Created by Jem Garrard.
Produced by Blue Ice Pictures.
Released March 27, 2020.
Science fiction is a genre that is constantly in conversation with itself. The call-back, the reaction story, and the homage are all familiar riffs in the song of SF. Vagrant Queen, created by Jem Garrard and airing on SyFy, is a smart, funny, neon-soaked space opera that uses all those tools to alternately embrace and interrogate SFF’s deeply-rooted tropes through the lens of an endearing, addictive show.
Though the show owes a lot of its aesthetic to classic camp, with a scenery-chewing, over-the-top villain (Lazaro, played by Paul du Toit) and an entire episode devoted to a retelling of the movie Clue in space, it features vibrant, well-developed characters, a refreshingly healthy approach to their complex relationships, and a cast headed by a queer woman of color and centering a will-they-or-won’t-they f/f relationship as its primary romance. Vagrant Queen doesn’t just refuse to apologize for its queerness; it refuses to acknowledge that queerness as worthy of remark. Elida and Amae’s relationship is portrayed as exactly the sort of unresolved-sexual-tension-filled clichéfest that the het romance normally featured in this kind of show would get, and gives us a future where queer love doesn’t need a narrative justification or a balancing tragedy to be centered.
Vagrant Queen is based on the comic book series of the same name, written by Magdalene Visaggio. The star of our show is the scrappy, self-reliant Elida (played by Adriyan Rae): a scavenger (“scav”) who scrapes out a meager living by salvaging (or stealing) ancient artifacts and technology for wealthy patrons and crime bosses. But Elida’s no ordinary scav: As we find out in the pilot, she’s also the long-missing—but unwilling—Queen of Arriopa. She quickly gathers friends to support her—her old frenemy Isaac (Tim Rozon), and a genius mechanic-slash-love-interest named Amae (Alex McGregor). They set forth on Isaac’s spaceship to save the galaxy, or sell it for a profit, or possibly just to stay alive and keep scavving.
When the Committee for Public Safety-like Republic who deposed Elida comes looking for her, though, they’re drawn into a war to save the people of Arriopa from Lazaro’s totalitarian, mindslaving rule. Elida and her friends are thrust into the position of fighting against a Republic they can’t let stand and aren’t willing to replace. The standard space fantasy trope would have Elida restoring the status quo by way of retaking her bloodright, but the show rules that out in the very first episode in favor of a much more interesting idea: What if the destined hereditary hero and her friends were reasonably well-adjusted human beings? Many episodes start out as a straightforward rendition of SFnal tropes, only to be taken in a new direction by the emotional beats of the story when the characters refuse to limit themselves to the emotional range and intelligence of their clichés.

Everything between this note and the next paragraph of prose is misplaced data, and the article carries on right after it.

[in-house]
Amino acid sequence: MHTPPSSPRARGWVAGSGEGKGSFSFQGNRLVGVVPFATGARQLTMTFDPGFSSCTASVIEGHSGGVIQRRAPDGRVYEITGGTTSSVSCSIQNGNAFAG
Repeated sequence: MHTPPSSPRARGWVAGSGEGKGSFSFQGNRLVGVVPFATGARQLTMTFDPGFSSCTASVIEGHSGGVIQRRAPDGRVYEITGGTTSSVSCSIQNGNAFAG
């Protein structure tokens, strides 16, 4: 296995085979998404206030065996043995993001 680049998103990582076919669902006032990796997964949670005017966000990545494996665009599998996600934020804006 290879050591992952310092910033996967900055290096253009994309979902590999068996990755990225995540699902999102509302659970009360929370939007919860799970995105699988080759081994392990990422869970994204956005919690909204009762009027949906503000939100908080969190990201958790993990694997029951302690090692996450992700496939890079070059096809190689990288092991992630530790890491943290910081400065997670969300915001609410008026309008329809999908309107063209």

Nodding to genre, as the show never fails to do, Elida initially refuses the call to save Arriopa from Lazaro and the Republic. She doesn’t want to be Queen; she just wants to move on with her life. When the Arriopan monarchists try to guilt-trip her into being their savior, Amae sits her down and tells her, “You are not responsible for the actions of your oppressors.” To a monologuing Arriopan mentor telling Elida why he lied to her about her mother being alive, Amae shouts, “This dramatic speech right here? It’s nothing but a ruse to hide the fact that you’re an asshole!” Having delivered this direct refutation of an overdone trope, she physically prevents him from following Elida. Later, upon realizing that she’s wronged Elida, Amae demonstrates a perfect apology, recognizing the impact of her actions as more important than her intent and acknowledging that Elida has no obligation to forgive her. It’s as though the writers sorted through their list of plot elements and discarded all the ones that require the main characters to be terrible at relationships.
The show ups the stakes as the season goes on, of course—adding a Galaxy-endangering McGuffin and a hereditary immunity possessed only by Elida herself—and at the same time we learn through flashbacks that Elida never believed she had a right to rule based only on her birth, unlike your typical deposed-and-hidden monarch in fantasy epics. Grappling with this dilemma—and the novel idea that she might not be the only person in the universe she can depend on—is Elida’s central character arc for the season. The show plays with this expertly, with twists and countertwists keeping Elida from finding secure footing until she’s spinning out of control, unable to trust even her closest friends and more convinced than ever that she’s better off all alone.
Despite the unexpected nuances in its characters and relationships, Vagrant Queen is also funny, fast-paced, campy as all Hell, and such a sheer joy to watch that I spent entire episodes grinning wildly. It’s littered with nods to classic SF media both well-known and obscure to the point that a second layer of joy can be found in the show through playing spot-the-reference. And it’s so deeply embedded in the fabric of its genre that SF fans ought to find it feels like a current and active participant in SF’s eternally ongoing conversation, rather than a reference-dropping imposter.
Sadly, Vagrant Queen was canceled by SyFy after the end of the first season, although Magdalene Visaggio indicated on Twitter that the show is seeking a streaming home. The existing season is still a joy and a delight, however, and is worth the time invested in it.
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